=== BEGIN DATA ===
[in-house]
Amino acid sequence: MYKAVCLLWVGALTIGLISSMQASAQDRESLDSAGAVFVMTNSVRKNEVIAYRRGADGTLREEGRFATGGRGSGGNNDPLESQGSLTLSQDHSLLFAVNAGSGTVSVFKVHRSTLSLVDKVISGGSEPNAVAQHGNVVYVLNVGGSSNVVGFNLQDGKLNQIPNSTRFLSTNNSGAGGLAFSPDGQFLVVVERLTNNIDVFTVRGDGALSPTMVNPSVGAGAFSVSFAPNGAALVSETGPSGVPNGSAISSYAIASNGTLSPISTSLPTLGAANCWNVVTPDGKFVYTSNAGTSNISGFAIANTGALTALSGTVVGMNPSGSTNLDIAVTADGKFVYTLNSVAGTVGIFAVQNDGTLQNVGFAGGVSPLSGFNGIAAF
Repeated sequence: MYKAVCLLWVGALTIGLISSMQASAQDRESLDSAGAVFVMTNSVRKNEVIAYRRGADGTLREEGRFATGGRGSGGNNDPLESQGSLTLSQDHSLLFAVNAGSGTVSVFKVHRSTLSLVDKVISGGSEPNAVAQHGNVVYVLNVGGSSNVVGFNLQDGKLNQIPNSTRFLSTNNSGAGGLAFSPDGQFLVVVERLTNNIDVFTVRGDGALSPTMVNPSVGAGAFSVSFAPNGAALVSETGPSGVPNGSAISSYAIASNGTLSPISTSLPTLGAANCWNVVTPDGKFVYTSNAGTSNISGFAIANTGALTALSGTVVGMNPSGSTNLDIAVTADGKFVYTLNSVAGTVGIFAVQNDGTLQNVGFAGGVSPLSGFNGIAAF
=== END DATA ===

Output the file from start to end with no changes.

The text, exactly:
[in-house]
Amino acid sequence: MYKAVCLLWVGALTIGLISSMQASAQDRESLDSAGAVFVMTNSVRKNEVIAYRRGADGTLREEGRFATGGRGSGGNNDPLESQGSLTLSQDHSLLFAVNAGSGTVSVFKVHRSTLSLVDKVISGGSEPNAVAQHGNVVYVLNVGGSSNVVGFNLQDGKLNQIPNSTRFLSTNNSGAGGLAFSPDGQFLVVVERLTNNIDVFTVRGDGALSPTMVNPSVGAGAFSVSFAPNGAALVSETGPSGVPNGSAISSYAIASNGTLSPISTSLPTLGAANCWNVVTPDGKFVYTSNAGTSNISGFAIANTGALTALSGTVVGMNPSGSTNLDIAVTADGKFVYTLNSVAGTVGIFAVQNDGTLQNVGFAGGVSPLSGFNGIAAF
Repeated sequence: MYKAVCLLWVGALTIGLISSMQASAQDRESLDSAGAVFVMTNSVRKNEVIAYRRGADGTLREEGRFATGGRGSGGNNDPLESQGSLTLSQDHSLLFAVNAGSGTVSVFKVHRSTLSLVDKVISGGSEPNAVAQHGNVVYVLNVGGSSNVVGFNLQDGKLNQIPNSTRFLSTNNSGAGGLAFSPDGQFLVVVERLTNNIDVFTVRGDGALSPTMVNPSVGAGAFSVSFAPNGAALVSETGPSGVPNGSAISSYAIASNGTLSPISTSLPTLGAANCWNVVTPDGKFVYTSNAGTSNISGFAIANTGALTALSGTVVGMNPSGSTNLDIAVTADGKFVYTLNSVAGTVGIFAVQNDGTLQNVGFAGGVSPLSGFNGIAAF